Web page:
In the 1800s, the menfolk

In the 1800s, the menfolk would forge ahead into the wilderness, pick a likely spot, then girdle all the trees with a hatchet and wait for them to die. Meanwhile, they’d construct a rude lean-to with saplings and any canvas they were able to salvage from their cargo wagon after they’d overturned it in a couple of dozen mud wallows. Once the lean-to was built and the trees good and dead, they’d proudly invite the wife and children to take up residence in the howling, mossy wilderness, in a dirt-floored hovel roofed with muddy canvas and surrounded by creepy, rotting dead trees. “No place like home, honey!”

Well, our move went slightly better than that. I sent Kate to visit in Seattle during the packing and trucking back and forth, so she could concentrate on the baby, and not on which contractor was going to show up at seven AM and stage an elaborate melodrama in the basement, starring themselves as the hero and all previous contractors to work on the house as foul, hamfisted villains. To stick loosely with the frontier metaphor: you know how when the hero accepts the gunfight with Black Bart, the creepy, lugubrious undertaker oils up and starts working with a folding ruler? Yeah, now imagine that the creepy undertaker is an ASBESTOS ABATEMENT CONTRACTOR. Sadly, Kate was already back home when that bit of the melodrama unfolded.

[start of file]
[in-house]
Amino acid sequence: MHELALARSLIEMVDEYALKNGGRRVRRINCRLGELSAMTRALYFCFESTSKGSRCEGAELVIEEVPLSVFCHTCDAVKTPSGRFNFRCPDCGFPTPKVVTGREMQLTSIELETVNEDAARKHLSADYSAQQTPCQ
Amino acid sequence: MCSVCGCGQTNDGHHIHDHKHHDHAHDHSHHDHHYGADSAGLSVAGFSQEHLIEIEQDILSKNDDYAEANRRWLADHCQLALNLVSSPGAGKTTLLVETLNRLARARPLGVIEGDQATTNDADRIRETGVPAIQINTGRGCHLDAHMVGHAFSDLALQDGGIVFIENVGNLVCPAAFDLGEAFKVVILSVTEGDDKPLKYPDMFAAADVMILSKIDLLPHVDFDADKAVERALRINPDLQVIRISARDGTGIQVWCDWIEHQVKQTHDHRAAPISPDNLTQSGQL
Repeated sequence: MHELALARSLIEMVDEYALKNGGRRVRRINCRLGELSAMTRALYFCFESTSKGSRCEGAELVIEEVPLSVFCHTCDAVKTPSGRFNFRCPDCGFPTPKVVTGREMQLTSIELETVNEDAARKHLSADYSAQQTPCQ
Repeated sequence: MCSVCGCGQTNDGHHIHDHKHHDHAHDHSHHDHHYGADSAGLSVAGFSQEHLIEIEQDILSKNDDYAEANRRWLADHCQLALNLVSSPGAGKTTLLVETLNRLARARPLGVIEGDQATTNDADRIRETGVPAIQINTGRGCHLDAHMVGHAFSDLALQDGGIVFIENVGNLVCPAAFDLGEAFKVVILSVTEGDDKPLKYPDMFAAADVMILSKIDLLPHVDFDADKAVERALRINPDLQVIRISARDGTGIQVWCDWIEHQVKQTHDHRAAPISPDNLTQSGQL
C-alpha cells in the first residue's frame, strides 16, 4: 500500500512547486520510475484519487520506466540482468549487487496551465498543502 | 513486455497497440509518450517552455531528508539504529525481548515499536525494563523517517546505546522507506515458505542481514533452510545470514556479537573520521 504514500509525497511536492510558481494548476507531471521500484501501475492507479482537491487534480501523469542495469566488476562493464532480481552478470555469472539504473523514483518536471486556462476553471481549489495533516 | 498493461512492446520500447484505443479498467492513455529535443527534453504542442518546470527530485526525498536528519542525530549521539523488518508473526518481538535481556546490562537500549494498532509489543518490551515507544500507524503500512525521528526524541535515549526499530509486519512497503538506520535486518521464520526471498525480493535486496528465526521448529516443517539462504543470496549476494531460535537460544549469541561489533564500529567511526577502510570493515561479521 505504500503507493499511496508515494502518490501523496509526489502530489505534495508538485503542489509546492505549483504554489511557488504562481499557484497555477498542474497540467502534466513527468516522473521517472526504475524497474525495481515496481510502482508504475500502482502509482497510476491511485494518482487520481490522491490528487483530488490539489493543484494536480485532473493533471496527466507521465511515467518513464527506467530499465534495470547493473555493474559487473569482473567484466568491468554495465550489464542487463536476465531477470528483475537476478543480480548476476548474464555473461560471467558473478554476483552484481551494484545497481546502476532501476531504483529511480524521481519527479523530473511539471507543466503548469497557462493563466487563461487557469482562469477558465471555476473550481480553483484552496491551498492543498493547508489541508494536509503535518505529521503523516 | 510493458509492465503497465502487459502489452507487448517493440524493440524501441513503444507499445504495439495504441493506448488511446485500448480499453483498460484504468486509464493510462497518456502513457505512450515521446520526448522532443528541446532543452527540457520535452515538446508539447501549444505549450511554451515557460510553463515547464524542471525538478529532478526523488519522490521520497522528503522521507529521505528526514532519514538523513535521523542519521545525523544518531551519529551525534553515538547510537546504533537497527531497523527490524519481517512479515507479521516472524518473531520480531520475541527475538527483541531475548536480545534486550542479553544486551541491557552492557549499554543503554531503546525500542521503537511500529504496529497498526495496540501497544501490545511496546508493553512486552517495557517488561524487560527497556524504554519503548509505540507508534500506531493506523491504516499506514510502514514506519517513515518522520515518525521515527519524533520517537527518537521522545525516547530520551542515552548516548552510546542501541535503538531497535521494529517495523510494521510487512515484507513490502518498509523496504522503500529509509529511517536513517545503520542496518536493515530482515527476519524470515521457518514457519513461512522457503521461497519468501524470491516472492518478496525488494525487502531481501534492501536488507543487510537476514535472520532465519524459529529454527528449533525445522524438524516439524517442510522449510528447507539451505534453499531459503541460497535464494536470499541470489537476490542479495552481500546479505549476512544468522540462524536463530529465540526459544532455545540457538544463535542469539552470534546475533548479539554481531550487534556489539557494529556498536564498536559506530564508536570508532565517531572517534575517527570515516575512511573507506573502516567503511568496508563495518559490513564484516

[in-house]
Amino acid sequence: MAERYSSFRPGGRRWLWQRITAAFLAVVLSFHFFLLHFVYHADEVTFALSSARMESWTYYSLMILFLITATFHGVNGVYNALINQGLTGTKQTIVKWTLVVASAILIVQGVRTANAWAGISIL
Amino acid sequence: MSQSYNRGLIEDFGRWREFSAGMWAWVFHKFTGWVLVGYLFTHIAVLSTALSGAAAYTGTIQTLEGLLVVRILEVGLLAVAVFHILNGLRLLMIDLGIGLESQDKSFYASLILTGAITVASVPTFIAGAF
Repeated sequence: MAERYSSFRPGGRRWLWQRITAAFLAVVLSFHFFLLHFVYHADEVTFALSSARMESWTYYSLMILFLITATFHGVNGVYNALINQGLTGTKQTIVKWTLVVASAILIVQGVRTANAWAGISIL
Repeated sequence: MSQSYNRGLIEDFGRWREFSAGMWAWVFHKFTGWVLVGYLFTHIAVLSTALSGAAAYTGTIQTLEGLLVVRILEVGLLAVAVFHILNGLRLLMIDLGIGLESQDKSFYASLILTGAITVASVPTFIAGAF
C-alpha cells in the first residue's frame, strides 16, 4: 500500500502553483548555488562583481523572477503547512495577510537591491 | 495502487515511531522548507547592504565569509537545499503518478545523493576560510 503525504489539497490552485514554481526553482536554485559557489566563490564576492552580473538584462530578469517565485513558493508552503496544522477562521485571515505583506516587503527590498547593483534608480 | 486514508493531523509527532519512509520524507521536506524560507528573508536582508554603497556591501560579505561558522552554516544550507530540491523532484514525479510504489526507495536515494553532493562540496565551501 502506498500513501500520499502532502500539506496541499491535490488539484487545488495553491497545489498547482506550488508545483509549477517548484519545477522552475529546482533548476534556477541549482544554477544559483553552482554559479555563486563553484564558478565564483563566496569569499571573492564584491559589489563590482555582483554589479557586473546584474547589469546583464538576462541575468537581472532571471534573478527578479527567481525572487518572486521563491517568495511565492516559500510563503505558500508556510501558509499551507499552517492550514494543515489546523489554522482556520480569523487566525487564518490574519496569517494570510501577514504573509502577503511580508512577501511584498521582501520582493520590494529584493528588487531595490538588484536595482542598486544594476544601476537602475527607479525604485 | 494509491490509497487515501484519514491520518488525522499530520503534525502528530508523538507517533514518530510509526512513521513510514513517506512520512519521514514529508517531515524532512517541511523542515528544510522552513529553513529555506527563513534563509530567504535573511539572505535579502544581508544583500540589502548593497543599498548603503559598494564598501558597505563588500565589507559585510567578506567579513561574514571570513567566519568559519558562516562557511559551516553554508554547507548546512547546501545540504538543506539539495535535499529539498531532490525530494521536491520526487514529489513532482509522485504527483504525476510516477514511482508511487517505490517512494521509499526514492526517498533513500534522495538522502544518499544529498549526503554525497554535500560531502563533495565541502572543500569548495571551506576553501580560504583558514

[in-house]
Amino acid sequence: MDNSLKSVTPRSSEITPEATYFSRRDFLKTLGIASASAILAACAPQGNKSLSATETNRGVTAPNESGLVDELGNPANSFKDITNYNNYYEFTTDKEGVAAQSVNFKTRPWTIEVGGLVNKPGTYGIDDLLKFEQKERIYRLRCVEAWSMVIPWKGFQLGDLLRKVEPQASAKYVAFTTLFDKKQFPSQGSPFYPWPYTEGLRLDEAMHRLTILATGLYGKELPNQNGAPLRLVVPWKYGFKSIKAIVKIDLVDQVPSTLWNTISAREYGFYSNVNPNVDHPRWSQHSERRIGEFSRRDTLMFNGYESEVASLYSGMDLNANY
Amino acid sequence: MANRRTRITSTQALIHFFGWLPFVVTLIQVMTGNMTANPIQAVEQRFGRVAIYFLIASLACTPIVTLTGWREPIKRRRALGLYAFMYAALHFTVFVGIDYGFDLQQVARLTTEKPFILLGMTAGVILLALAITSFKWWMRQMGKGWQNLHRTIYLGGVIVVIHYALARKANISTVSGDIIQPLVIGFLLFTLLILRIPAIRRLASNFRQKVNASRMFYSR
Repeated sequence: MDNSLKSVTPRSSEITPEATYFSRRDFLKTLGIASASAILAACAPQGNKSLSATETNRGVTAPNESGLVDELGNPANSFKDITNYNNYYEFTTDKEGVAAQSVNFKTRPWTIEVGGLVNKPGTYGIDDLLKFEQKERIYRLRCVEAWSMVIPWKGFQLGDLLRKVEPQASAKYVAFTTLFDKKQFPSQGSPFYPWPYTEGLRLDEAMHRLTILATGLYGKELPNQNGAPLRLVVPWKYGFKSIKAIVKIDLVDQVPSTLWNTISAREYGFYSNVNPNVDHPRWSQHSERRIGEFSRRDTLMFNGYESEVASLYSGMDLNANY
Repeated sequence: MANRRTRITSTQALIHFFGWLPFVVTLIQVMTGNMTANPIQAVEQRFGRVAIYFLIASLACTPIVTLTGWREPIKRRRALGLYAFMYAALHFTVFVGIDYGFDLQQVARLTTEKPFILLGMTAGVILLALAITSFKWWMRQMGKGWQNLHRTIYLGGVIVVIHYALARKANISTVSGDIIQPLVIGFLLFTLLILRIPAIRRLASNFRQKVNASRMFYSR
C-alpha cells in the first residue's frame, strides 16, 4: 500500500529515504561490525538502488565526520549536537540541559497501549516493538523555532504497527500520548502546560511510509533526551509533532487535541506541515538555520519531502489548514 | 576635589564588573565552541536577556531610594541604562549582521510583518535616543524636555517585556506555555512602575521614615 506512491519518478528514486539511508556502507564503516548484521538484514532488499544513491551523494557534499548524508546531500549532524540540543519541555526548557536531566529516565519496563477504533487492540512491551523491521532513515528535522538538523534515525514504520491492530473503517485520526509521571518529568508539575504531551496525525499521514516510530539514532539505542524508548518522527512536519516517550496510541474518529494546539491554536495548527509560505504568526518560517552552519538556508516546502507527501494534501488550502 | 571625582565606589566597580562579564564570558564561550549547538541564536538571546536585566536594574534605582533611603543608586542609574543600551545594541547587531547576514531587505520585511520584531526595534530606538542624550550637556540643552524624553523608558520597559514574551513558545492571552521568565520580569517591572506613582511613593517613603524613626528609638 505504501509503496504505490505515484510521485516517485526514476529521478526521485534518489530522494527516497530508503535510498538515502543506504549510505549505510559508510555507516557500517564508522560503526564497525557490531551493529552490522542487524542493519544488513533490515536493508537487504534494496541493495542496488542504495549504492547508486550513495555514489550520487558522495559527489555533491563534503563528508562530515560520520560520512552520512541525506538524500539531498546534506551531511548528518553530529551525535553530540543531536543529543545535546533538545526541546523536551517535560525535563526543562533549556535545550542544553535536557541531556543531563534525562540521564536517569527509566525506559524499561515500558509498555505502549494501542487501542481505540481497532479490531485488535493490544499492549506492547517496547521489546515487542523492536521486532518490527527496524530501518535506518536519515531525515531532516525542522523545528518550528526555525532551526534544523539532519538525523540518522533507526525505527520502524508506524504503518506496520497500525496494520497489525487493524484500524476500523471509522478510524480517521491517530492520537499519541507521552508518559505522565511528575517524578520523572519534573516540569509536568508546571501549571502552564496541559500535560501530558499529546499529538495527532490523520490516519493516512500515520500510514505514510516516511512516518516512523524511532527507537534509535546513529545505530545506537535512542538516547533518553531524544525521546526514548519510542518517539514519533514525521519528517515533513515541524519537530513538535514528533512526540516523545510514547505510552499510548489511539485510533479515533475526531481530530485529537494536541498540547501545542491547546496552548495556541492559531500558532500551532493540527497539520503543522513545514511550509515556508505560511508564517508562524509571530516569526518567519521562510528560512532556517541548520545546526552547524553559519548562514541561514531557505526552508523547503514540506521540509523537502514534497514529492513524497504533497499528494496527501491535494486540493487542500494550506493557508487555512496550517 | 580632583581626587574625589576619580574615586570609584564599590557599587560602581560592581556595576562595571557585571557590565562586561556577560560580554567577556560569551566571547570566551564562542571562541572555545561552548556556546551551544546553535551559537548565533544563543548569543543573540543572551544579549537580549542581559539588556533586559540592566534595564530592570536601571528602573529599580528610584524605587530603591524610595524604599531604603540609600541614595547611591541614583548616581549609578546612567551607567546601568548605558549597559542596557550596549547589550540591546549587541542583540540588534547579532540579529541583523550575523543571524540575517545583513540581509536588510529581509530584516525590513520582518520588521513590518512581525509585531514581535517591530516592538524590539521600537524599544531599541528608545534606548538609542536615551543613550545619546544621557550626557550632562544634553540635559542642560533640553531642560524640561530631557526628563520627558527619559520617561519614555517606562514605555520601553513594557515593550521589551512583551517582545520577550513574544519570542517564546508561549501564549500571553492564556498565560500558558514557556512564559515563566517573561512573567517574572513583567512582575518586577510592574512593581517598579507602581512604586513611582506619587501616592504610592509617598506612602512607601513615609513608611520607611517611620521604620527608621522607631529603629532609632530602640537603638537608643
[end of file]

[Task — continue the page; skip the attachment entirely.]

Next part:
Anyhow, we’re entirely moved in now, and mostly unpacked, and we own almost the full complement of essential major appliances, and most of them are hooked up and operational. We’ve got a new refrigerator with ice that comes out of the door, which I have wanted ever since visiting friends’ houses at seven years old, and as soon as the plumber arrives for Act V, it’ll even be hooked up. We’ve got a washing machine (ditto: the plumber) and a gas stove (op. cit.) and a dryer that needs me to knock a hole in the cinderblock wall to route the vent. We’ve got newly refinished floors that glow in the afternoon sun, and freshly-painted walls that no longer show the grimy shadows of ancient cuckoo clocks, and we’ve got a cat that thinks he’s just ascended to the throne of a small country.


Lydia is smiling and laughing, and when you put her down to sleep, she rolls onto her left side with a decisive, pronounced “thump”. She’s outgrown the Baby Bjorn pictured below, so I’ve purchased an enormous Kelty backpack that she sits in like a Maharani in a howdah and charms the passers-by.

Kate has some pictures of the nursery.

In the 1800s, the menfolk

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